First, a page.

Format

Send to

Choose Destination
Am J Surg. 2017 Feb;213(2):273-276. doi: 10.1016/j.amjsurg.2016.09.050. Epub 2016 Oct 8.

Psychometric properties of the Global Operative Assessment of Laparoscopic Skills (GOALS) using item response theory.

Author information

1
Steinberg-Bernstein Centre for Minimally Invasive Surgery and Innovation, McGill University Health Centre, 1650, Ave. Cedar, Montreal, QC, H3G 1A4, Canada; Department of Gastroenterological Surgery II, Hokkaido University Graduate School of Medicine, Kita 15, Nishi 7, Kita-ku, Sapporo, 060-8638, Japan.
2
Steinberg-Bernstein Centre for Minimally Invasive Surgery and Innovation, McGill University Health Centre, 1650, Ave. Cedar, Montreal, QC, H3G 1A4, Canada.
3
Department of Biostatistics, Hokkaido University Graduate School of Medicine, Kita 15, Nishi 7, Kita-ku, Sapporo, 060-8638, Japan.
4
Steinberg-Bernstein Centre for Minimally Invasive Surgery and Innovation, McGill University Health Centre, 1650, Ave. Cedar, Montreal, QC, H3G 1A4, Canada. Electronic address: melina.vassiliou@mcgill.ca.

Abstract

BACKGROUND:

The extent to which each item assessed using the Global Operative Assessment of Laparoscopic Skills (GOALS) contributes to the total score remains unknown. The purpose of this study was to evaluate the level of difficulty and discriminative ability of each of the 5 GOALS items using item response theory (IRT).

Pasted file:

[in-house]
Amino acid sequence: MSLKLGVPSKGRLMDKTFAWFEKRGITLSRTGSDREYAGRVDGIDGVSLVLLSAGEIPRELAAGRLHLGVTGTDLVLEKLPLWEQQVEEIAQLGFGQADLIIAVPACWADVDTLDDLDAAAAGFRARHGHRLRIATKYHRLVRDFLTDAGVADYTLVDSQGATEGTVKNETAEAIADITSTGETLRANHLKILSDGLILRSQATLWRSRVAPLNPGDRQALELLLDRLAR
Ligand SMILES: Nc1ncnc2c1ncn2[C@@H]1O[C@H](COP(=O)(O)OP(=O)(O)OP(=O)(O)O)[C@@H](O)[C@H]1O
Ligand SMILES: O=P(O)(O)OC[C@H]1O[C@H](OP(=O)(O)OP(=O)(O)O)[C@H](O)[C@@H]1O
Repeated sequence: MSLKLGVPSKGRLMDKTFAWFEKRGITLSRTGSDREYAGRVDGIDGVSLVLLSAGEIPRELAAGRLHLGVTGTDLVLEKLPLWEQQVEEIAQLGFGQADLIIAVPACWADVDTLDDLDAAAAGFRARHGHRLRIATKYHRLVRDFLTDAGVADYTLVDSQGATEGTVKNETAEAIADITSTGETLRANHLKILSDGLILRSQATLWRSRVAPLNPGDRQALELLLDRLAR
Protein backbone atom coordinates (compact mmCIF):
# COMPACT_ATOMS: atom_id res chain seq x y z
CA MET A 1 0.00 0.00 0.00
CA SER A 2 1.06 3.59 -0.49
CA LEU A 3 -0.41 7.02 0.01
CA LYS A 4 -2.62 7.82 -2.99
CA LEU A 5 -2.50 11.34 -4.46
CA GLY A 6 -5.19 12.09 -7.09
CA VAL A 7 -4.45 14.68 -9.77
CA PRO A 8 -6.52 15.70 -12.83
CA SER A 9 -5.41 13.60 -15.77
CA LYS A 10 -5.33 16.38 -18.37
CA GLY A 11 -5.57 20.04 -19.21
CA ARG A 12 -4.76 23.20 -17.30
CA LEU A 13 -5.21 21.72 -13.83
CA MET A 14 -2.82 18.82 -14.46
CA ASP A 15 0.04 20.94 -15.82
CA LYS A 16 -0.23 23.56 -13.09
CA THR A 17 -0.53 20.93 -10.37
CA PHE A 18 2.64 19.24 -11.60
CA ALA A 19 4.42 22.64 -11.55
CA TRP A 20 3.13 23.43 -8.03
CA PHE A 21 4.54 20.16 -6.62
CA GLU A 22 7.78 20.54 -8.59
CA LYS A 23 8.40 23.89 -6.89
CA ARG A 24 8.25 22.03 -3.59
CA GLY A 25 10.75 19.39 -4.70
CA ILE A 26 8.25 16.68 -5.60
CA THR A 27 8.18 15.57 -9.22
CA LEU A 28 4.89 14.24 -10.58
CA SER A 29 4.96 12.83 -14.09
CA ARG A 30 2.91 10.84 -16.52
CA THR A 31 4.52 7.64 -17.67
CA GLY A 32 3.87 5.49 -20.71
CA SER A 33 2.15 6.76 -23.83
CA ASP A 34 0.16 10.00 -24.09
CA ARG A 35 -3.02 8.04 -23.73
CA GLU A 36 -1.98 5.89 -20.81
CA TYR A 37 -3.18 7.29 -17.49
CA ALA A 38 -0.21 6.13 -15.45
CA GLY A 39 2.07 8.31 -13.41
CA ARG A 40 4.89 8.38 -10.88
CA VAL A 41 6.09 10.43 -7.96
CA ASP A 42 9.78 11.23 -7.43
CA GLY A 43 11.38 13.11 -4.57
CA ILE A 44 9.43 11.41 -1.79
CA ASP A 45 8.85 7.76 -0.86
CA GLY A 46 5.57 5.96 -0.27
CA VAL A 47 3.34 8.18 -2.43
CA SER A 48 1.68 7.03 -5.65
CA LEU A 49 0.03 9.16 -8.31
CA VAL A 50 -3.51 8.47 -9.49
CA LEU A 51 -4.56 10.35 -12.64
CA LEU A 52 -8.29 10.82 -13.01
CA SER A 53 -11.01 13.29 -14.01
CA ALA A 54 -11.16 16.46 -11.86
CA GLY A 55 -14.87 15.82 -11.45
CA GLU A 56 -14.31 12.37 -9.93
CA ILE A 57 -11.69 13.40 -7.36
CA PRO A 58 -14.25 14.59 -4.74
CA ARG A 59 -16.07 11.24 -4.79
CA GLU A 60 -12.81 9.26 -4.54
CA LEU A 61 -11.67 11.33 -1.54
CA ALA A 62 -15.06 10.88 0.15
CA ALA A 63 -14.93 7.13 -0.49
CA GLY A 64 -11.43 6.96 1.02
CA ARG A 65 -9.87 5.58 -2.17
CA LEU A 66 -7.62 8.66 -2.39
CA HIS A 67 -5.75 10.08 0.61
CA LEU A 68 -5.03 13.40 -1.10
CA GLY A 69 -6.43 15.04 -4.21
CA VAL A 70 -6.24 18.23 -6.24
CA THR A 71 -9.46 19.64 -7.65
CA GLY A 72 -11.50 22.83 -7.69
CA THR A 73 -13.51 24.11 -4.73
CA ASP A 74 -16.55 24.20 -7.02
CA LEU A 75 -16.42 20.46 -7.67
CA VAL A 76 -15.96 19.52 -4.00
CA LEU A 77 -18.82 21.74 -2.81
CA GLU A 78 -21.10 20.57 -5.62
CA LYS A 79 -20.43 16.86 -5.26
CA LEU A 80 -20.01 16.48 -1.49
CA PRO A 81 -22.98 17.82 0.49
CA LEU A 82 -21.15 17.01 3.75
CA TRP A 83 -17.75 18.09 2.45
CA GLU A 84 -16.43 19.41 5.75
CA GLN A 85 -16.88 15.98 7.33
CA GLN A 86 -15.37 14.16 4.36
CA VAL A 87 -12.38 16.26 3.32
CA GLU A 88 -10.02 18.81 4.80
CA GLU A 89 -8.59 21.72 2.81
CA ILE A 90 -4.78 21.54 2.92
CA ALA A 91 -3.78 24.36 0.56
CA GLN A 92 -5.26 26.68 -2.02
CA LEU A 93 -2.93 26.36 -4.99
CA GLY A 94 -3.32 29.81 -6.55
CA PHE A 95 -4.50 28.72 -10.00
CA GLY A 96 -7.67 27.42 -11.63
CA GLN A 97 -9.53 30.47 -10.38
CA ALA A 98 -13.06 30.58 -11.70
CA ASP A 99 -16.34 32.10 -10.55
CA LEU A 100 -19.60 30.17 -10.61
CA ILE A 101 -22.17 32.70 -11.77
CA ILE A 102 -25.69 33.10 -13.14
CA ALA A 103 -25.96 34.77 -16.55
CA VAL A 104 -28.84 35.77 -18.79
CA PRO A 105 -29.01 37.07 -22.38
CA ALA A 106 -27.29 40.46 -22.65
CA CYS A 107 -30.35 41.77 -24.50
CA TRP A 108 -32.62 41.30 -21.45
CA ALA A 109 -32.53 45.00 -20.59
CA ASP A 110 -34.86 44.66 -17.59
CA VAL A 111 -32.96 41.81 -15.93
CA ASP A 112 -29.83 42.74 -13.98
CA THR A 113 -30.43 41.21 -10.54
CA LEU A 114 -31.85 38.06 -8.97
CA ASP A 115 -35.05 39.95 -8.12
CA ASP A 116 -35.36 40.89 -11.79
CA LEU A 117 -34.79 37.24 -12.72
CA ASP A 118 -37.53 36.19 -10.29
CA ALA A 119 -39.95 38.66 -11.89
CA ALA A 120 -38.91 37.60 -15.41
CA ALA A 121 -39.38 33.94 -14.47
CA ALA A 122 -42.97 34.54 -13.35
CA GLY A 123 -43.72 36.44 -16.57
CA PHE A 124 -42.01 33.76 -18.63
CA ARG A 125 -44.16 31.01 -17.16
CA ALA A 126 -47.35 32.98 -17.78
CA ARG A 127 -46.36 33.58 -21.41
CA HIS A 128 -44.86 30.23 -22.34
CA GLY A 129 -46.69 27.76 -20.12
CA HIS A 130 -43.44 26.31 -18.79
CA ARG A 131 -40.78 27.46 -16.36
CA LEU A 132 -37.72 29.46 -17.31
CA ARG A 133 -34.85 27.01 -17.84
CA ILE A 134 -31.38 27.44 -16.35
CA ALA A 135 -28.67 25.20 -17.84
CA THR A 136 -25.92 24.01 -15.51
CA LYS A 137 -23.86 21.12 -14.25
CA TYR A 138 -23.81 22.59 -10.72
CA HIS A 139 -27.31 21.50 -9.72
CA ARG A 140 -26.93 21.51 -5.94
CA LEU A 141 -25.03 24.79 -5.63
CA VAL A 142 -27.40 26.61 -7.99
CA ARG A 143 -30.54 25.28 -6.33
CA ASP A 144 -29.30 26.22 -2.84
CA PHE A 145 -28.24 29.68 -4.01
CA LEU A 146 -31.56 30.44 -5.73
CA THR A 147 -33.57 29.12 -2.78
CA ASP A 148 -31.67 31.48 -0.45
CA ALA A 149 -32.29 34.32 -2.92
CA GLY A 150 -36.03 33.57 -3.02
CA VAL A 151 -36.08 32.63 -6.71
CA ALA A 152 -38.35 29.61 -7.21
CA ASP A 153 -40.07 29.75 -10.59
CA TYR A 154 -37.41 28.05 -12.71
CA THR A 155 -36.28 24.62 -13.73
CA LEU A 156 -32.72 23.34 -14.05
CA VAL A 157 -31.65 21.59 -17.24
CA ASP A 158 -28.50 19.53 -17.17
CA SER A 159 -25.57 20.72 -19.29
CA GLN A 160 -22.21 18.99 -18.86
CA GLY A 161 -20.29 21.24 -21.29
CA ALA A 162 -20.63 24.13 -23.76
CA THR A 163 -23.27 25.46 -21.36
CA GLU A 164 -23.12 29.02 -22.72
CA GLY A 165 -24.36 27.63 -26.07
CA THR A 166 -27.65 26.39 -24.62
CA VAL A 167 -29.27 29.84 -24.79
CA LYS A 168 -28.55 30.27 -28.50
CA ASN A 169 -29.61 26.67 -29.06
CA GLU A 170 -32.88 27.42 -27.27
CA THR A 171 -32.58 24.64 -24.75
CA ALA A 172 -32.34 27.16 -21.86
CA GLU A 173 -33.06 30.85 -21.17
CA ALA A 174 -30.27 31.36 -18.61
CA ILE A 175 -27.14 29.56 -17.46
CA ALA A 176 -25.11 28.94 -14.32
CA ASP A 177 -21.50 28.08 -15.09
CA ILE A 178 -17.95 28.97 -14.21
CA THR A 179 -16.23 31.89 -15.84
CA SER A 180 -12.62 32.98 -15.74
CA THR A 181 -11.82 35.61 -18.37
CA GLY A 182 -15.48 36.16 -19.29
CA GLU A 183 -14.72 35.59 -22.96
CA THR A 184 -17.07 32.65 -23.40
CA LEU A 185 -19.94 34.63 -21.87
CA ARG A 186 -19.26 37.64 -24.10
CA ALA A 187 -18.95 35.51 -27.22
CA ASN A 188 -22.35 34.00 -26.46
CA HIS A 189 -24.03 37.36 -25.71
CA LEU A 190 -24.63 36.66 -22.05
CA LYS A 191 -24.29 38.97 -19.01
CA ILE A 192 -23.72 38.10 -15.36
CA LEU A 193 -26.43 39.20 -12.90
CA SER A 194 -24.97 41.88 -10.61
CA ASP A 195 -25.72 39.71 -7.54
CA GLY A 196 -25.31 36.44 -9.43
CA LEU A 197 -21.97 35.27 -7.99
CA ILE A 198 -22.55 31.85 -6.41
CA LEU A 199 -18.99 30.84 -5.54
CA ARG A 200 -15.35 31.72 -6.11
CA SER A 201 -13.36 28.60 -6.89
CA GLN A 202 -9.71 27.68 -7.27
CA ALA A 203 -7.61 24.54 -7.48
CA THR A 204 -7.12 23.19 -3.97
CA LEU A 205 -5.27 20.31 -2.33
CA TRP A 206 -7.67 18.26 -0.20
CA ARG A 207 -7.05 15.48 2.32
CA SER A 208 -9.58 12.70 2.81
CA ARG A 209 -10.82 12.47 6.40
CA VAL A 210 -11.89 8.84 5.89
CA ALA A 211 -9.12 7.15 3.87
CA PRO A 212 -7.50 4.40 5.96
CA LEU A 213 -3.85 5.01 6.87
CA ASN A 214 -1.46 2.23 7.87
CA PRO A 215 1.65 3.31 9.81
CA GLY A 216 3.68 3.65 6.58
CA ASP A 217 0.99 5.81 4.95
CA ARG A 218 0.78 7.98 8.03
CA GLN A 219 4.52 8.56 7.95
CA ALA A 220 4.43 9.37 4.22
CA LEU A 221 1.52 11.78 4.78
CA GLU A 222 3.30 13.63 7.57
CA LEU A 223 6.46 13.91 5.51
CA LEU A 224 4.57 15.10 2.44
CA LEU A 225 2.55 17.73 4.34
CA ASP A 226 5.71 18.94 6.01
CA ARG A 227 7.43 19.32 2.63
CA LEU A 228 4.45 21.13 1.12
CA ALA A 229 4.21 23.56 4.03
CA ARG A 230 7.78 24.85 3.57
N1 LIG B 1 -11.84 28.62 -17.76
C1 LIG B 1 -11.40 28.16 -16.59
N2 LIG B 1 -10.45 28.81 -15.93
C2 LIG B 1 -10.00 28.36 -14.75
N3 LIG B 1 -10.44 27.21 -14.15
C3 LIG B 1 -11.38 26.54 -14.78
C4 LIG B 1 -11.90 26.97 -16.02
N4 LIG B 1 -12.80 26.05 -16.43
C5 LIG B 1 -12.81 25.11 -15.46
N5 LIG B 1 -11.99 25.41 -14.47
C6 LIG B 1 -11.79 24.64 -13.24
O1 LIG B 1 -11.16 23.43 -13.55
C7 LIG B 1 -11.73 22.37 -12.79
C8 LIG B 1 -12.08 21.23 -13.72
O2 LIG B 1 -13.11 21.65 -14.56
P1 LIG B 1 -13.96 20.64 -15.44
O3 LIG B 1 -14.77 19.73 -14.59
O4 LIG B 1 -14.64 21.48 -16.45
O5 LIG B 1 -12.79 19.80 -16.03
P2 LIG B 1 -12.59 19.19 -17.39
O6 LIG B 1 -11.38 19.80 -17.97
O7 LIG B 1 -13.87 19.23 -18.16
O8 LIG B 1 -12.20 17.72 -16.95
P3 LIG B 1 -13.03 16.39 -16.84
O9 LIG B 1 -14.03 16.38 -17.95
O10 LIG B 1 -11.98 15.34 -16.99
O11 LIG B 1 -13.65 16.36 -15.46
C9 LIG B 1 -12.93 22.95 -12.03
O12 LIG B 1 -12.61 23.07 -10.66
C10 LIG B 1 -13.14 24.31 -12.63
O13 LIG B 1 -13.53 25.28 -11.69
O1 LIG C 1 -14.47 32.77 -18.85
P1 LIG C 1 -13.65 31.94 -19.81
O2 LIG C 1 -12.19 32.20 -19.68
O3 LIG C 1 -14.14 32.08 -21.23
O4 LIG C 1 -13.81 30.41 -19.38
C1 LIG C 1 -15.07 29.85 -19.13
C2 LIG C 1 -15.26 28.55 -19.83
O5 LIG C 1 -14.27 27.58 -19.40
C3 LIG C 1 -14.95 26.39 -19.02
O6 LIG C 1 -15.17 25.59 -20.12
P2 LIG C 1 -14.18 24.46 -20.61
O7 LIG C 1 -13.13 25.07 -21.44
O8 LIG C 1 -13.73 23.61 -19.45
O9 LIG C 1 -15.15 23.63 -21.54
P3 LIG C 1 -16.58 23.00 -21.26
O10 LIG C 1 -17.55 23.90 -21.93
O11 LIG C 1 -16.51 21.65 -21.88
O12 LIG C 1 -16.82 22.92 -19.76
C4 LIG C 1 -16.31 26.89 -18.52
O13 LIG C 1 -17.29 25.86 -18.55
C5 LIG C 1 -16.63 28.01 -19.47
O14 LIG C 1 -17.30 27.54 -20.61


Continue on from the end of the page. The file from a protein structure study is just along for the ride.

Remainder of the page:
METHODS:

A total of 396 GOALS assessments for a variety of laparoscopic procedures over a 12-year time period were included. Threshold parameters of item difficulty and discrimination power were estimated for each item using IRT.

RESULTS:

The higher slope parameters seen with "bimanual dexterity" and "efficiency" are indicative of greater discriminative ability than "depth perception", "tissue handling", and "autonomy".

CONCLUSIONS:

IRT psychometric analysis indicates that the 5 GOALS items do not demonstrate uniform difficulty and discriminative power, suggesting that they should not be scored equally. "Bimanual dexterity" and "efficiency" seem to have stronger discrimination. Weighted scores based on these findings could improve the accuracy of assessing individual laparoscopic skills.

KEYWORDS:

Clinical competence; Item response theory; Performance assessment; Psychometric property; Surgical education; Workplace-based assessment

PMID:
27776756
DOI:
10.1016/j.amjsurg.2016.09.050
[Indexed for MEDLINE]

Supplemental Content

Full text links

Icon for Elsevier Science
Loading ...
Support Center